Cheering and weeping with joy, the first of more than 4,000 East German refugees who holed up in West German embassies in Czechoslovakia and Poland arrived in the West on Sunday. East Germany on Saturday agreed to the exodus after an accord between Soviet bloc and NATO nations ended a deadlock that forced many of the refugees to spend weeks camping outside the embassies.
The first train carrying about 780 East Germans who had sought refuge in the West German Embassy in Prague, Czechoslovakia, arrived in the Bavarian city of Hof early Sunday morning.
The agreement announced Saturday covered nearly 4,000 East Germans who began crowding into the embassy in Prague several weeks ago and more than 800 East Germans at the embassy in Warsaw, Poland.
Czechoslovak police sealed off Bonn's embassy in Prague Sunday after the initial exodus of refugees. About 50 new would-be refugees were barred from the embassy: They had arrived too late to take advantage of special transport to the West arranged after talks between the East and West German foreign ministers at the United Nations last week.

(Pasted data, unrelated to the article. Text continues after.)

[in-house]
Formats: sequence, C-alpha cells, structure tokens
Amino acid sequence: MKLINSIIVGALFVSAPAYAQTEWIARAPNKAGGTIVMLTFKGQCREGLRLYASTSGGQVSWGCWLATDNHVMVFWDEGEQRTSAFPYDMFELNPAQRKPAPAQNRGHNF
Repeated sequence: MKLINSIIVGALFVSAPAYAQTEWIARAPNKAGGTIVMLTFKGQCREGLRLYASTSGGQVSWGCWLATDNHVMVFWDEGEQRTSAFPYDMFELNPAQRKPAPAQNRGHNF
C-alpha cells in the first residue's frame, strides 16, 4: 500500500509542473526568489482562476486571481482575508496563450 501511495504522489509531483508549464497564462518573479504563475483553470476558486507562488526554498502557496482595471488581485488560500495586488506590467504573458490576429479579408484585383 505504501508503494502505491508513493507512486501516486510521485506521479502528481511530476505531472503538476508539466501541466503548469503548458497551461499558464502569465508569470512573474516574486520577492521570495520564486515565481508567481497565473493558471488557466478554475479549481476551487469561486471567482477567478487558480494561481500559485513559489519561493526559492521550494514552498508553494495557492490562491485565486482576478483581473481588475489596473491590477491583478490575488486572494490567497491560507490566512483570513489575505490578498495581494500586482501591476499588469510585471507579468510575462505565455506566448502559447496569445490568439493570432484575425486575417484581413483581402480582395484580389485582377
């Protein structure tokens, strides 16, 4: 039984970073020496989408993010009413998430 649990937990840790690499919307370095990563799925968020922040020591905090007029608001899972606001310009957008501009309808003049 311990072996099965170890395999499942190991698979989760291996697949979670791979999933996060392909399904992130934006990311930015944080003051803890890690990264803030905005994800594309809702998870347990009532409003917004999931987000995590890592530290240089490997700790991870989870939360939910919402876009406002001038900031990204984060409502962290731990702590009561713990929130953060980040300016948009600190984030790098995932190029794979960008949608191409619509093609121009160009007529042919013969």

In Poland 809 refugees boarded an East German train before dawn Sunday, headed for the West German border city of Helmstedt.
East Germany, a hard-line Communist nation that had harshly criticized Warsaw Pact ally Hungary for allowing a similar refugee exodus earlier last month, said it was granting the transfer as a ``humanitarian act.''